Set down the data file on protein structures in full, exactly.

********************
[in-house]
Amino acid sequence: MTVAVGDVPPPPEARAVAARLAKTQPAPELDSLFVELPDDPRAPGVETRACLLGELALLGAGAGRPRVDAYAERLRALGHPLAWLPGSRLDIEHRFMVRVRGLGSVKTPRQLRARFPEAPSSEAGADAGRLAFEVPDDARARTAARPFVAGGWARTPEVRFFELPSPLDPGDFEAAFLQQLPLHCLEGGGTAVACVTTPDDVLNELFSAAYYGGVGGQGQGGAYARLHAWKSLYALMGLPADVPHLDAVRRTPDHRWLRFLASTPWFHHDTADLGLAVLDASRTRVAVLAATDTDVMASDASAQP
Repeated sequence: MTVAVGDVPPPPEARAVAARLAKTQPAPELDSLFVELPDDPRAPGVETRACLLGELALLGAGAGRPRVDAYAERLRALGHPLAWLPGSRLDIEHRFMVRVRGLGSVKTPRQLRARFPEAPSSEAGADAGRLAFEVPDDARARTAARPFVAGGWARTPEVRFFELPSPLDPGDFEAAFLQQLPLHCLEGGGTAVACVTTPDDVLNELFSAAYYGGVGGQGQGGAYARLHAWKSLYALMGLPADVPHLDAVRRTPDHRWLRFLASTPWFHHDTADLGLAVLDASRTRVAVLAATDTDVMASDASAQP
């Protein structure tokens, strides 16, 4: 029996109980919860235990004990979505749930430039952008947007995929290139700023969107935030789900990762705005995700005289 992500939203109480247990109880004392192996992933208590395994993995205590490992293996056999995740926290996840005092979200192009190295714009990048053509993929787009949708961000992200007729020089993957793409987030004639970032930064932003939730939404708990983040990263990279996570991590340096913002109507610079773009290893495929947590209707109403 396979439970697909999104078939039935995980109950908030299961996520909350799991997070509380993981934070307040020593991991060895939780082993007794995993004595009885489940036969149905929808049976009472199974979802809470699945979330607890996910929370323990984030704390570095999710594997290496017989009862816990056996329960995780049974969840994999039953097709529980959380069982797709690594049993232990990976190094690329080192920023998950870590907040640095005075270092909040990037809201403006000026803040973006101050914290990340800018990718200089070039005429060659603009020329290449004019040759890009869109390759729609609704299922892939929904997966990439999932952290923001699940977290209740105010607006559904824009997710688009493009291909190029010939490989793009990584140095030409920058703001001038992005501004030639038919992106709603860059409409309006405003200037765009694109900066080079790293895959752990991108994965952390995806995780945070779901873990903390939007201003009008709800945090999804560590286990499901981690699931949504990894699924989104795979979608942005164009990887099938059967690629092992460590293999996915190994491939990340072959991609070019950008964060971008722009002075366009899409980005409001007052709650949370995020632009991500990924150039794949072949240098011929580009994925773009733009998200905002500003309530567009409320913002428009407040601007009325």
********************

[in-house]
Amino acid sequence: MTVAVGDVPPPPEARAVAARLAKTQPAPELDSLFVELPDDPRAPGVETRACLLGELALLGAGAGRPRVDAYAERLRALGHPLAWLPGSRLDIEHRFMVRVRGLGSVKTPRQLRARFPEAPSSEAGADAGRLAFEVPDDARARTAARPFVAGGWARTPEVRFFELPSPLDPGDFEAAFLQQLPLHCLEGGGTAVACVTTPDDVLNELFSAAYYGGVGGQGQGGAYARLHAWKSLYALMGLPADVPHLDAVRRTPDHRWLRFLASTPWFHHDTADLGLAVLDASRTRVAVLAATDTDVMASDASAQP
Repeated sequence: MTVAVGDVPPPPEARAVAARLAKTQPAPELDSLFVELPDDPRAPGVETRACLLGELALLGAGAGRPRVDAYAERLRALGHPLAWLPGSRLDIEHRFMVRVRGLGSVKTPRQLRARFPEAPSSEAGADAGRLAFEVPDDARARTAARPFVAGGWARTPEVRFFELPSPLDPGDFEAAFLQQLPLHCLEGGGTAVACVTTPDDVLNELFSAAYYGGVGGQGQGGAYARLHAWKSLYALMGLPADVPHLDAVRRTPDHRWLRFLASTPWFHHDTADLGLAVLDASRTRVAVLAATDTDVMASDASAQP
């Protein structure tokens, strides 16, 4: 029996109980919860235990004990979505749930430039952008947007995929290139700023969107935030789900990762705005995700005289 992500939203109480247990109880004392192996992933208590395994993995205590490992293996056999995740926290996840005092979200192009190295714009990048053509993929787009949708961000992200007729020089993957793409987030004639970032930064932003939730939404708990983040990263990279996570991590340096913002109507610079773009290893495929947590209707109403 396979439970697909999104078939039935995980109950908030299961996520909350799991997070509380993981934070307040020593991991060895939780082993007794995993004595009885489940036969149905929808049976009472199974979802809470699945979330607890996910929370323990984030704390570095999710594997290496017989009862816990056996329960995780049974969840994999039953097709529980959380069982797709690594049993232990990976190094690329080192920023998950870590907040640095005075270092909040990037809201403006000026803040973006101050914290990340800018990718200089070039005429060659603009020329290449004019040759890009869109390759729609609704299922892939929904997966990439999932952290923001699940977290209740105010607006559904824009997710688009493009291909190029010939490989793009990584140095030409920058703001001038992005501004030639038919992106709603860059409409309006405003200037765009694109900066080079790293895959752990991108994965952390995806995780945070779901873990903390939007201003009008709800945090999804560590286990499901981690699931949504990894699924989104795979979608942005164009990887099938059967690629092992460590293999996915190994491939990340072959991609070019950008964060971008722009002075366009899409980005409001007052709650949370995020632009991500990924150039794949072949240098011929580009994925773009733009998200905002500003309530567009409320913002428009407040601007009325």